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Start those organizing engines!
Erin Rooney Doland, author of “Never Too Busy to Cure Clutter,” is dishing her tips for organizing your foyer, TV area and kitchen pantry. While her strategies will take about a few minutes to set up, they’ll help you stay organized with just a minute of work going forward.
Ready, set, go!
Keep receipts in order
Immediately pull all receipts out of purse/wallet/pocket and stab them on a receipt spike on top of your console table. (At end of month, when bank and credit card statements arrive, have all receipts in one location, already in date order, to easily reconcile all receipts with statements.)
Create a ‘mail room’ to sort mail and paperwork
Sort mail into junk mail and non-junk mail. Place a container beneath a bench that can be used for a trash can for junk mail. This keeps junk mail from being set on table or counter and creating a clutter pile.
Assign baskets to each family member
Keep leashes, gloves, scarves, hats or whatever you need each time you leave your home in a container (or containers). Take off gloves and simply drop them in the basket. You can label the containers if feeling especially creative. (Swap out items at end of season.)
Get rid of non-essential clutter
I have seen a lot of media centers. It is the place where stuff goes to die. You'll see sunscreen sitting on the DVD machine… and it's the middle of January. You'll also see VCRs and other antiquated electronics — stuff you don't use anymore — still taking up precious shelf space. For such a small amount of space, it is probably gets the most traffic in the entire house. Get rid of what you don't need. You will feel good about it.
Toss duplicate cables
There's a cost involved with the following tip, but you might find it extremely helpful. Take 30 seconds to organize duplicate charging cables for your main electronics (phone and iPad, etc), especially if you travel or decide you want to work from your local coffee shop. Having more than one cable prevents having to continually shuffle cables between your house, car, and office (and possibly losing them in the process). You'll never be caught without the cable you need and you'll save yourself time unplugging and replugging in power cables at your desk.
Control the cable confusion
Mark both ends of a cable by writing directly onto the plug with a permanent marker. Use black on a white cable and silver on a black cable. (Fancy tags are pretty but they can fall off, cost money, and you have to take the time to go out and buy them each time you get a new cable. Using a marker is far more efficient and effective.)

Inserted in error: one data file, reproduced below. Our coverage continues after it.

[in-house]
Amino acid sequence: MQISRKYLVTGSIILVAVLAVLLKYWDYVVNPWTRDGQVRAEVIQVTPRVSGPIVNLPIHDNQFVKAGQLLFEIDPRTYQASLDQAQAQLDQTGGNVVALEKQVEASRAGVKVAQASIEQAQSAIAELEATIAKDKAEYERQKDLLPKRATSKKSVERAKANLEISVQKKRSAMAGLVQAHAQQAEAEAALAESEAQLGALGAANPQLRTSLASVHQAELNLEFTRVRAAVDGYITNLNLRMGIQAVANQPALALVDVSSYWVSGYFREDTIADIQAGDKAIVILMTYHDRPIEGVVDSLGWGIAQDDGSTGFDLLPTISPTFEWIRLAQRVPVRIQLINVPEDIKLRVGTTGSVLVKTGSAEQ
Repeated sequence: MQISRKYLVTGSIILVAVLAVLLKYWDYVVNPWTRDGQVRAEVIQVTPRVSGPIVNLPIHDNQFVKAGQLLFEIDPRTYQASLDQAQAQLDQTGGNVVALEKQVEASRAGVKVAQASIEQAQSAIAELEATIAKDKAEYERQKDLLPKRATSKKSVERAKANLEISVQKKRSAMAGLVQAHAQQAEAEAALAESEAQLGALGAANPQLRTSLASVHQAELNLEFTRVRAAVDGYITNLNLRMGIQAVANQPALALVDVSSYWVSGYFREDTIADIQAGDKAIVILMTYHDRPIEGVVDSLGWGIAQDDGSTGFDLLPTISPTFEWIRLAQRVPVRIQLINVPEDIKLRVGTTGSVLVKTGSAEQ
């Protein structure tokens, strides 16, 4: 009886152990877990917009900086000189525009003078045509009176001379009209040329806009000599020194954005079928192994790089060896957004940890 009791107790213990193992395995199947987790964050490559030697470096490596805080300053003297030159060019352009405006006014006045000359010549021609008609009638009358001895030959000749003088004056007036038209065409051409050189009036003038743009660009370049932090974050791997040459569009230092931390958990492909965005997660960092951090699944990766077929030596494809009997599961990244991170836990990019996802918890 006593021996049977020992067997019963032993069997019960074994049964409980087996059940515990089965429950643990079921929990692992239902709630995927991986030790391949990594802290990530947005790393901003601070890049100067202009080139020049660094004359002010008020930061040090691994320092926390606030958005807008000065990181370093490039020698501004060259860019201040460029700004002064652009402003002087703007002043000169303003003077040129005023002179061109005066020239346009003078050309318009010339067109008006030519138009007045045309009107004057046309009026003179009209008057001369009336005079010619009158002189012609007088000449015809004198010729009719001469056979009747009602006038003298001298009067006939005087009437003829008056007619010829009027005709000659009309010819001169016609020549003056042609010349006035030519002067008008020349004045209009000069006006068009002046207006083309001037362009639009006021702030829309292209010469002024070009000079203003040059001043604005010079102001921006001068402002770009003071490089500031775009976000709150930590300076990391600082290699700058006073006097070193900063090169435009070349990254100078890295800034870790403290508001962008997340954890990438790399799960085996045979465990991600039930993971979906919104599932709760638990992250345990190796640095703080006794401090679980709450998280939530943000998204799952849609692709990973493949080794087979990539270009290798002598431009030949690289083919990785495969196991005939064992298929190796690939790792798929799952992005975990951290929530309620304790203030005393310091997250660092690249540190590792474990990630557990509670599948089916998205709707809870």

Hide unwanted cords
If you think your power strip is ugly and you aren't strapped for cash, the BlueLounge Cable Box is a nice way to disguise the plugs. Bundle of cables feeds in one end, the power cable feeds out the other side. Take 30 seconds to order it online and then another 30 seconds to drop your power strip inside after it arrives. Just be sure to get the right size for your power strip.
Create a food-packing kit
If you pack lunches on a regular basis, or bring treats out for a movie night, create a kit for your pantry. In a tray, caddy, or basket, have all the materials (reusable bags, food storage containers, packaged food items) you use to make sack lunches. This might mean you have duplicates of some items in your kitchen, but for speed and efficiency this might be an exception to consider.
Keep food in bags for freshness
Fancy containers are pretty, but they're not a necessity. Since the purpose of dry food storage is to keep bugs out and food fresh, don't overthink effective solutions. A pound of sugar sealed in a zip-top gallon freezer bag is just as useful as a $30 ceramic container. Plus, you can write on freezer bags with a permanent marker and easily label contents.
Organize food in groups
Group like items together on shelving. You can label the lip of the shelf if you want to make it apparent where things belong. Groupings might be: pasta, flours, cereals, spices, snacks, reusable shopping bags, etc.
While sorting, keep a grocery sack (paper or plastic) or cardboard box in the pantry. Any food nearing its expiration/use-by date that is unopened but that you don't think you'll use before it goes bad, put in the sack/box. When a container is full, take it to a local food pantry.